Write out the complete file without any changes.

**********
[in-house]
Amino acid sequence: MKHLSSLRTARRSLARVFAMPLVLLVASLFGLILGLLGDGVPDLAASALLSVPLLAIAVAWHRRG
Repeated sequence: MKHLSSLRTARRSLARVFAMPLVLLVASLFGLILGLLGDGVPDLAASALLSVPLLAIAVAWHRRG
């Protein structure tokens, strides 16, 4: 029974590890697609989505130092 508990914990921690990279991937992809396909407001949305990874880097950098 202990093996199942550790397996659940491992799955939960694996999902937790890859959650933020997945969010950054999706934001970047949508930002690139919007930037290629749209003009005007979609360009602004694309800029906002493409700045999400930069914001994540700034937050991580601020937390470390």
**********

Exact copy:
[in-house]
Amino acid sequence: MKHLSSLRTARRSLARVFAMPLVLLVASLFGLILGLLGDGVPDLAASALLSVPLLAIAVAWHRRG
Repeated sequence: MKHLSSLRTARRSLARVFAMPLVLLVASLFGLILGLLGDGVPDLAASALLSVPLLAIAVAWHRRG
């Protein structure tokens, strides 16, 4: 029974590890697609989505130092 508990914990921690990279991937992809396909407001949305990874880097950098 202990093996199942550790397996659940491992799955939960694996999902937790890859959650933020997945969010950054999706934001970047949508930002690139919007930037290629749209003009005007979609360009602004694309800029906002493409700045999400930069914001994540700034937050991580601020937390470390």